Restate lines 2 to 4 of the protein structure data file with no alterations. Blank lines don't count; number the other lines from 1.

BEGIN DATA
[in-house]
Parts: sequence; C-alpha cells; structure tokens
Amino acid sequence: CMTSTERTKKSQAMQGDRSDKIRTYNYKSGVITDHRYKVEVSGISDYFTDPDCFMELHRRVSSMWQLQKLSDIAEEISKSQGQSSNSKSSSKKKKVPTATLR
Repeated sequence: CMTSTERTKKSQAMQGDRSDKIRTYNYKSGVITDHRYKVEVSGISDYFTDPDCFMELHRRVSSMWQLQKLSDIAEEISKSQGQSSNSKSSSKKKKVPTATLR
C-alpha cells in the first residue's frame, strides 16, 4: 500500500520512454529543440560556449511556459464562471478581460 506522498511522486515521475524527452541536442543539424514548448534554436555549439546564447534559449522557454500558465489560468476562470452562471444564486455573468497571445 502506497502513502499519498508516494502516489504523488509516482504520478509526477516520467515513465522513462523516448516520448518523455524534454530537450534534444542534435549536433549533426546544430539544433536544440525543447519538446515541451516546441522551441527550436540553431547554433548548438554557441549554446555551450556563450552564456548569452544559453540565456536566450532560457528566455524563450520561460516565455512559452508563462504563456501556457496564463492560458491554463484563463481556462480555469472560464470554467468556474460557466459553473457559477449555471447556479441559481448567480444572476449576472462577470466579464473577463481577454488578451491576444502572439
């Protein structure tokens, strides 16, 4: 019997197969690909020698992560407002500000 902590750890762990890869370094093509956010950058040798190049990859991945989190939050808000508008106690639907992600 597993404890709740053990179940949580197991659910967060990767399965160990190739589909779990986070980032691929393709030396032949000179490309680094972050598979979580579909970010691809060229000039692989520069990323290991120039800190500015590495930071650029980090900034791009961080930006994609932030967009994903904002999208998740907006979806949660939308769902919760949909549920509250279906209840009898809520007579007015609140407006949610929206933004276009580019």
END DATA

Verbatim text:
Parts: sequence; C-alpha cells; structure tokens
Amino acid sequence: CMTSTERTKKSQAMQGDRSDKIRTYNYKSGVITDHRYKVEVSGISDYFTDPDCFMELHRRVSSMWQLQKLSDIAEEISKSQGQSSNSKSSSKKKKVPTATLR
Repeated sequence: CMTSTERTKKSQAMQGDRSDKIRTYNYKSGVITDHRYKVEVSGISDYFTDPDCFMELHRRVSSMWQLQKLSDIAEEISKSQGQSSNSKSSSKKKKVPTATLR